This post comes many months after I returned from Uganda, and as such it is a strange post to write. I want to put up the last few of my photos, but this amazing, magical place I went to visit last year really feels like another world. It’s strange to think that not so long ago, I found myself in a place where elephants roamed, that I saw lions and zebras up close in the wild, and even that biggest of adventures – that I saw the mountain gorillas.
There are a lot of stories I meant to tell, and this feels like my last chance to do so, before more life overwrites them and pushes them out of my mind. I felt much indebted to the people who guided me – Sadiq who was our host at Kampala International University, Kim who guided me around Entebbe, and my tour guide Robert from Pearl of Africa, who shared his extensive knowledge of the wildlife and the country with me.
I love nature and wildlife, so the chance to visit a number of Uganda’s national parks was a true privilege for me. From the savannahs to the misty rainforests, I visited places that had previously been just faraway lands on a screen and parts of my imagination. So I saw the things I’d learnt about as a child – the lions camouflaged in the high grass of the savannah, and the cobs that had to sooner or later go to the watering hole where the predators wait.
I encountered some new and unexpected creatures as well. I found warthogs remarkably endearing in a somewhat comedy way. While the other creatures of the savannah are often very clever and work well in groups, warthogs are not amongst these. When they encounter danger, their instinct is to just leave everyone else behind and run away. The concession they make is to raise their tail to signal danger, so you often see a bobbing warthog tail in the high grass. However, unfortunately for the warthog, they also have extremely short-term memory. This means that the predator just needs to wait a while in the same place, as the warthog will quickly forget what it was running away from, and return to feed.
One thing that really struck me when watching the animals, is how far removed my usual way of thinking about them is from reality. Rather than being cute and gentle, all that stuff about selfish genes and “nature red in tooth and claw” really struck me. I mean, there is the occasional species that’s kind of adorable, vegetarian and mates for life, but more often than not, males will try and eat their own male children so that they have less competition with the females of the group. This was the case remarkably often across quite a range of species. Interestingly, it also accounts for there being relatively few lions – the lioness goes off on her own with the young at a vulnerable time in their lives, in order to protect them from the adult males.
Of course this isn’t the case across the board – for example, elephants are incredibly protective of their young. We saw a tiny baby elephant from a distance at one point, in the middle and protected by the entire herd. But it’s quite common for some sort of trade-off to be in place. For example, monkeys tend to guard the female babies very carefully, and shield them as they carry them, while they put much less care into protecting the male babies. Monkeys carrying babies is an adorable thing overall though – and they groom and enjoy cuddles too.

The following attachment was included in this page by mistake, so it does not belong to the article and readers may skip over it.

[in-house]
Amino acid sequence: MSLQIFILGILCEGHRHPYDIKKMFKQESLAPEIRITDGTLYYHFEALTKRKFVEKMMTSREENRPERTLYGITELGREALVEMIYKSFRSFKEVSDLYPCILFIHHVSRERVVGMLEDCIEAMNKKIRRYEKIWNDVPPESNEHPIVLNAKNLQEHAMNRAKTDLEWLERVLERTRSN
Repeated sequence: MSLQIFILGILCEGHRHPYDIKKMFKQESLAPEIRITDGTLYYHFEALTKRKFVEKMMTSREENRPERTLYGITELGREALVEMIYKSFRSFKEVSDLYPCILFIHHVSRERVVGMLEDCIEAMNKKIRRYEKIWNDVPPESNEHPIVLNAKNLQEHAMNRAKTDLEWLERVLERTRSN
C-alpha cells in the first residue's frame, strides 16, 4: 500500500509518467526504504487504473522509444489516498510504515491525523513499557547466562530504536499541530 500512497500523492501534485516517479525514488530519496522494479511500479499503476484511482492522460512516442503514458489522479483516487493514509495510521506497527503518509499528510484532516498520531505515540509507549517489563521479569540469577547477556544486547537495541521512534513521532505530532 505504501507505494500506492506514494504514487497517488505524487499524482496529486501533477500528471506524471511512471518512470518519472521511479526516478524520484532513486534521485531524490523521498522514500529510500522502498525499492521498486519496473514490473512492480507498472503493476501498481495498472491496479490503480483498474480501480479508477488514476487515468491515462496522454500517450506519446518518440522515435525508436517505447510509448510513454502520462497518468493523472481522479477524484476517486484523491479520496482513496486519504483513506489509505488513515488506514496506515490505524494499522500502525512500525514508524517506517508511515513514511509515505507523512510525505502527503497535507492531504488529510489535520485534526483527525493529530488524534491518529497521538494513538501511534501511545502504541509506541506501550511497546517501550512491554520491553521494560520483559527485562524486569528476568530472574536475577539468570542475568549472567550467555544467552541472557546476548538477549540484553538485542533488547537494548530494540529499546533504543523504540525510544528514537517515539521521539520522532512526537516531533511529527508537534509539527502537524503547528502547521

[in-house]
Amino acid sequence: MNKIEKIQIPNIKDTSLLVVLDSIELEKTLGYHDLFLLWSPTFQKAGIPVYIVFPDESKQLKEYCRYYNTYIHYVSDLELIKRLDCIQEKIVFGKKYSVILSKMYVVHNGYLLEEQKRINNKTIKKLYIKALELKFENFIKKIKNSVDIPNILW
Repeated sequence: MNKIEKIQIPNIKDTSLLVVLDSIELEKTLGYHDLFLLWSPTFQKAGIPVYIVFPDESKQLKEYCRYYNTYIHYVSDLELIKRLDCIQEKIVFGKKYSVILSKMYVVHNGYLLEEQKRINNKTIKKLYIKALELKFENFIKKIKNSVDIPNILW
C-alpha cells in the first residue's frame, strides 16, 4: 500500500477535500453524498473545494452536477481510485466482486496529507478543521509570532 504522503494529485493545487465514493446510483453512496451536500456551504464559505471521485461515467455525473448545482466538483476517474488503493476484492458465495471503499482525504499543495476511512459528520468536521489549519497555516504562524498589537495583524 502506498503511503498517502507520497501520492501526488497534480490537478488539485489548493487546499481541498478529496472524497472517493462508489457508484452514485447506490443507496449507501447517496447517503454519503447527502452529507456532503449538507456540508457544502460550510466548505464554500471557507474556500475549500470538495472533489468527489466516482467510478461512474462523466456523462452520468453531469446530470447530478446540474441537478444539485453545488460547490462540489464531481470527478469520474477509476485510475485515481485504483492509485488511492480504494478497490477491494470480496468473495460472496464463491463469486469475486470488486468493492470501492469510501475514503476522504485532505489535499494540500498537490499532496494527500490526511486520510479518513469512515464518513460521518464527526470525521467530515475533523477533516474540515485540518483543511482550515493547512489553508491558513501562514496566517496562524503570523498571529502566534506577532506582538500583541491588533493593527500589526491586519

Overall, nature certainly isn’t gentle. And it did nudge my nature/nurture position towards nature again a little bit (it’s one of those ongoing debates with no final answer). But at the same time, there’s a certain beauty and dignity to it. I did find that seeing animals in the wild and in their natural habitat increased my belief that this is the right way the world should be, and that animals in captivity do suffer. I’m with the Born Free Foundation there.
As I write about Uganda, my thoughts can’t help but drift across the border into the DRC, where Emmanuel de Merode, the chief warden of Virunga National Park, was recently shot in an ambush. Thankfully he survived and is recovering. Being a ranger in a national park is a dangerous job, but nowhere more so than the DRC, and the rangers put their lives on the line every day to keep the peace and keep the parks safe. His TED talk, “A story of conflict, renewal and hope”, talks about gorilla conservation within a war zone, and is well worth listening. One of the things he brings up is the importance of the national parks, not just for their natural treasures, but also for the economic prosperity, stability and long term future of the region. Uganda and Rwanda are both very stable and safe, and have a large income from tourism. It is hoped that the DRC will also benefit from this in the future. After all, the mountain gorillas are waiting for a visit.
I don’t know what else to finish with, other than just saying what a privilege and wonderful experience it has been to visit Uganda. It’s a beautiful and incredibly interesting country, and I felt welcomed and safe throughout my time there. I hope to return. I warmly recommend that you visit if you can. And in the meantime, it will remain in my thoughts and dreams as just the most amazing experience.
- The magical, magnificent mountain gorillas
- Adventures in mountain genetics